Toronto home prices rise, but sales slow in March

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The decline in sales was partly due to Good Friday falling in March this year

Published on April 3, 2024Last updated 17 hours ago3 minutes reading time

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A house for sale in Toronto.  The average benchmark price rose in March, TRREB said.A house for sale in Toronto. The average benchmark price rose in March, TRREB said. Photo by Peter J. Thompson/National Post

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Toronto home prices rose in March but sales fell from a year ago, a mixed result that the region's real estate board attributed in part to an additional public holiday this month.

Benchmark home prices rose 2.5 per cent month-over-month and 0.3 per cent year-over-year to $1,121,615, according to monthly figures from the Toronto Regional Real Estate Board (TRREB). However, the number of homes changing hands fell 4.5 percent year-on-year to 6,560 units. New registrations rose by 15 percent in the same period.

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In a press release, TRREB said the decline in sales was partly due to Good Friday falling in March rather than April this year.

TRREB President Jennifer Pearce said market conditions were improving despite the slowdown and lower borrowing costs expected later in the year would accelerate that trend.

“We have seen a gradual improvement in market conditions over the last quarter,” Pearce said in the report. “More buyers have adapted to the higher interest rate environment. At the same time, homeowners may be anticipating an improvement in market conditions in the spring, which explains the significant increase in new listings so far this year.”

Pearce said if borrowing costs fall in the near term, sales will likely increase, new listings will be absorbed and tighter market conditions will drive up sales prices.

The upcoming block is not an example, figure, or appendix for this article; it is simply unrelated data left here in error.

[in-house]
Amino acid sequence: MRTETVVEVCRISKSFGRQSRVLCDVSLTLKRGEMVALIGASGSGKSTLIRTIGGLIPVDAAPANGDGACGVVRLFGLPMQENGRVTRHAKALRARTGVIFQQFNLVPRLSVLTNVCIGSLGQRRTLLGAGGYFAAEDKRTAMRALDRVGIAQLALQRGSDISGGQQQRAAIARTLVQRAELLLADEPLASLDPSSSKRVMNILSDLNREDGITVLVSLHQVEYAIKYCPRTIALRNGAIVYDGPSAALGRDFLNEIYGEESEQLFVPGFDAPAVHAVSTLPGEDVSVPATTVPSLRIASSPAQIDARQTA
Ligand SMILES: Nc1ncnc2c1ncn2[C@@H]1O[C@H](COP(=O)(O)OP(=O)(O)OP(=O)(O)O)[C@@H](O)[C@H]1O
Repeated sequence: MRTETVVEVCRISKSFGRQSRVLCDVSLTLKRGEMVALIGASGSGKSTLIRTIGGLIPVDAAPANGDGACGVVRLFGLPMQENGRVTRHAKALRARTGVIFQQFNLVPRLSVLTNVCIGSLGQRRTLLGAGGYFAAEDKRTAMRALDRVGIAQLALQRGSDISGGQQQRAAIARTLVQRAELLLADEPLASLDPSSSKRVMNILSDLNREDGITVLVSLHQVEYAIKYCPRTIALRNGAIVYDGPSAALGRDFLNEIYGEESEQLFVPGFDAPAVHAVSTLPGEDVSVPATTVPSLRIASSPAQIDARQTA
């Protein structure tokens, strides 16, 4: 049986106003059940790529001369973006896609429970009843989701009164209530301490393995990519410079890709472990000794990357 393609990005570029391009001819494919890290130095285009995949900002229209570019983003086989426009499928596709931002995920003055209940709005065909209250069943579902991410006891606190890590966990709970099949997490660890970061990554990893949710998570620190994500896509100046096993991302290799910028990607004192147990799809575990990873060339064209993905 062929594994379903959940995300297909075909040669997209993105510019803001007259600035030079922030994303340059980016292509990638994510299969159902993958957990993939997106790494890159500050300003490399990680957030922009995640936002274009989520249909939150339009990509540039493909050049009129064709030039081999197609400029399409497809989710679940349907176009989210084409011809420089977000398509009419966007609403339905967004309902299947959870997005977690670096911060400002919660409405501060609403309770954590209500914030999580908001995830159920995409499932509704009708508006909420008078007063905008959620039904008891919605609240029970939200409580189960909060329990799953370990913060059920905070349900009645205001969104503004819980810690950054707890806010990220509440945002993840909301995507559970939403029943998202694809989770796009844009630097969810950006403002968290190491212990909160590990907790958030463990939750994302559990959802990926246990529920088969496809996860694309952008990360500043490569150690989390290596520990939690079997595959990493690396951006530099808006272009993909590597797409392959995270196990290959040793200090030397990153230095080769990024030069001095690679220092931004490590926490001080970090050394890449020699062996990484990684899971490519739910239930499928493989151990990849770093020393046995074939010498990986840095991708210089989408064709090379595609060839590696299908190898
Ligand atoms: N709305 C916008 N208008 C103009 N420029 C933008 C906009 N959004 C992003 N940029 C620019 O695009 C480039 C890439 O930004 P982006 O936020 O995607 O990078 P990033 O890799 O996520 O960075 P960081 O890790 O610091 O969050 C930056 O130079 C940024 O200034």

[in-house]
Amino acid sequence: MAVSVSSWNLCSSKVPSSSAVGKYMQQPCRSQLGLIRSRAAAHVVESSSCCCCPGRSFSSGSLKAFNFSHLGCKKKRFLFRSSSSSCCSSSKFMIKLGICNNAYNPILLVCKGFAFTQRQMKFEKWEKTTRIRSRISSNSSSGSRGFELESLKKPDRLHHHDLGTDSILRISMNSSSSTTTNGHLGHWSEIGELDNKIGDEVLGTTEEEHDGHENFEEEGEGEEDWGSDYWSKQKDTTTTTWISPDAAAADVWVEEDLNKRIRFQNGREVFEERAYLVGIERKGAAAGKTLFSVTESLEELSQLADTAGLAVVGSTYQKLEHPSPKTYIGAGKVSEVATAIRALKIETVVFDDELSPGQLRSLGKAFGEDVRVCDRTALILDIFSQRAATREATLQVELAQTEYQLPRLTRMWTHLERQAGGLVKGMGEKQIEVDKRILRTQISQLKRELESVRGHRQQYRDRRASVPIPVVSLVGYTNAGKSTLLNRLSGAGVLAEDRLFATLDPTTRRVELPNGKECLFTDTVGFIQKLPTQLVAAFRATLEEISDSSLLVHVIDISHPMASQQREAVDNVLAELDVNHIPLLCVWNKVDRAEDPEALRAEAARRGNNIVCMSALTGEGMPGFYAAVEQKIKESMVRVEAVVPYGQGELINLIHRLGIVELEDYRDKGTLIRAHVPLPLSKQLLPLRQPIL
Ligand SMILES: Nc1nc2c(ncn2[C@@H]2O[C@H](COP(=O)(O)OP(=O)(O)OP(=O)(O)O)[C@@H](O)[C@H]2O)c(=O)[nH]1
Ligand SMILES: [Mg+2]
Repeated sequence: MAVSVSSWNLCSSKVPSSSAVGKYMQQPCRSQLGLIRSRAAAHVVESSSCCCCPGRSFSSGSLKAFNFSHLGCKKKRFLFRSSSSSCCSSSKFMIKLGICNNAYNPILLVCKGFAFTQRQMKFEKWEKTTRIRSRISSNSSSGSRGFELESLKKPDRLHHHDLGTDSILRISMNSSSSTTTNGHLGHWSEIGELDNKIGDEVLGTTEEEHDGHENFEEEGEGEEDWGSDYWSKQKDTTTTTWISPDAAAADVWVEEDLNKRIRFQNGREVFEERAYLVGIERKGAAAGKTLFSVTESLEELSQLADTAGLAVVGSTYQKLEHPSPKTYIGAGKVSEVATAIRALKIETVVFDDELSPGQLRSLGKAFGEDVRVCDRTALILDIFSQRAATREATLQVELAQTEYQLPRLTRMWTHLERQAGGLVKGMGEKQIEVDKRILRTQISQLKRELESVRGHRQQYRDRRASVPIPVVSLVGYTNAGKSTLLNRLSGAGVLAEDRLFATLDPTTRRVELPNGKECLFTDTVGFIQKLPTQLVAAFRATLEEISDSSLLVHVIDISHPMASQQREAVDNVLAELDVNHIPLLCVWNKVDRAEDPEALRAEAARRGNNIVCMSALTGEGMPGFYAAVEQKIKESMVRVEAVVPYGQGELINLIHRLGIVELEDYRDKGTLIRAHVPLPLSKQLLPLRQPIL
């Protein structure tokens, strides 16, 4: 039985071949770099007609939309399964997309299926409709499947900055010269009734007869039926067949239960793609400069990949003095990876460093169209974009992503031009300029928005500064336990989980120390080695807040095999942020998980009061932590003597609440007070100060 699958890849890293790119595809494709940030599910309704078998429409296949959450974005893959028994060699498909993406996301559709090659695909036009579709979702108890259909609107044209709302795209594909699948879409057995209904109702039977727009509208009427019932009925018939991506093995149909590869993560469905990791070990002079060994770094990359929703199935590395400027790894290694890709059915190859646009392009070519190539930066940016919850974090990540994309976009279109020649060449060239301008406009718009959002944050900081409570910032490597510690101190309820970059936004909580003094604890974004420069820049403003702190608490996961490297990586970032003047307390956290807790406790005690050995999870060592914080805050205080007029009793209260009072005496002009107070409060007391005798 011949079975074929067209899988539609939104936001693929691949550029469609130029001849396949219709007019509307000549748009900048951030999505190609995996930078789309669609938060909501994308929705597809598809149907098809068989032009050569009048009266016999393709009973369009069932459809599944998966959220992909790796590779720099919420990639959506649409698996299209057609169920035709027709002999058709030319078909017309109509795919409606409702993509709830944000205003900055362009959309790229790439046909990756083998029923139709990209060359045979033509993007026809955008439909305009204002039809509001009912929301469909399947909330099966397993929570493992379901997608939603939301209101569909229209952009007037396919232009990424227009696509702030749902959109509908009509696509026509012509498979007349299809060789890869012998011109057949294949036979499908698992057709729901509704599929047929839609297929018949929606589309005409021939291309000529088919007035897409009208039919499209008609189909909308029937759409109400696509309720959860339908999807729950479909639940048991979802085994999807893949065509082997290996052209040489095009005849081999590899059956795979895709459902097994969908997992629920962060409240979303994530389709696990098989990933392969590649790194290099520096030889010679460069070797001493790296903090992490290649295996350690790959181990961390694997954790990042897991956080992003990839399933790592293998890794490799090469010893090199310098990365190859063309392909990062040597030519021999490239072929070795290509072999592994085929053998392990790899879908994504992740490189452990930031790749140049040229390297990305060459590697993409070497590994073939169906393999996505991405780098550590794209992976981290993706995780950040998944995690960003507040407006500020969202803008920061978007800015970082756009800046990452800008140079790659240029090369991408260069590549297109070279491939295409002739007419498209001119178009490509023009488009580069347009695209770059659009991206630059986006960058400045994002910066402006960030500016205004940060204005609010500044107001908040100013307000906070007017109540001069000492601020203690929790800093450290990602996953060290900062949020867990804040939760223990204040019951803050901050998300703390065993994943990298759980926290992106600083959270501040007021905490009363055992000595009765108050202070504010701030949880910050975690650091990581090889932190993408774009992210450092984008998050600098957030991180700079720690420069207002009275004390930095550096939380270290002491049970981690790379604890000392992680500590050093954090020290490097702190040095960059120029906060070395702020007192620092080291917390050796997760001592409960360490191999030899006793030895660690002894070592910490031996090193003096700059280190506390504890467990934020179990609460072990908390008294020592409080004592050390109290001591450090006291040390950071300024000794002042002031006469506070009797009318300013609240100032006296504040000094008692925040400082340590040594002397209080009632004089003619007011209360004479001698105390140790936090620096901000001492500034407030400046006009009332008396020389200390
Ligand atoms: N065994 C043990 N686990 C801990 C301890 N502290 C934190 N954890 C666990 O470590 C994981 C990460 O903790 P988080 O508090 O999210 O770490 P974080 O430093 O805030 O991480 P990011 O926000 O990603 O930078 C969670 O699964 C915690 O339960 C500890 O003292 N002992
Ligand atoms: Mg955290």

TRREB chief market analyst Jason Mercer also said prices are expected to rise in the coming months if borrowing costs fall as expected.

“Price growth is expected to accelerate in the spring and even more strongly in the second half of the year as sales growth catches up with supply growth and seller market conditions begin to improve in many neighborhoods. Lower borrowing costs in the coming months will help boost demand for condominiums,” Mercer said in the report.

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While TRREB maintained an optimistic outlook for the spring market, economists and industry observers are more cautious.

Desjardins economist Marc Desormeaux said market conditions and economic performance don't look particularly robust this spring.

“We would not necessarily interpret TRREB's March results as an indication of great strength in the market or economy. You know, sales were down year-over-year. “The average price has only increased by about one percent year-on-year, which is below the inflation rate,” said Desormeaux.

Toronto Home Sales Chart TRREB

In a strategy report released Wednesday, National Bank of Canada investment adviser Darren King said he believes the national economy will continue to underperform even after the first rate cut.

“We will be keeping a close eye on housing market developments over the next few months, particularly as we expect the Bank of Canada to cut its federal funds rate in July as the national economy is expected to remain sluggish,” King said.

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The Toronto market saw condo sales decline the most, falling 12.8 per cent year-over-year and 6.2 per cent from February to March. Condo listings also rose for the ninth time in 10 months, resulting in a record number of listings on a seasonally adjusted basis, according to an analysis by National Bank Financial.

Year-on-year, sales of single-family homes fell by three percent, while sales of semi-detached homes increased by 4.3 percent and those of terraced homes increased by 1.1 percent.

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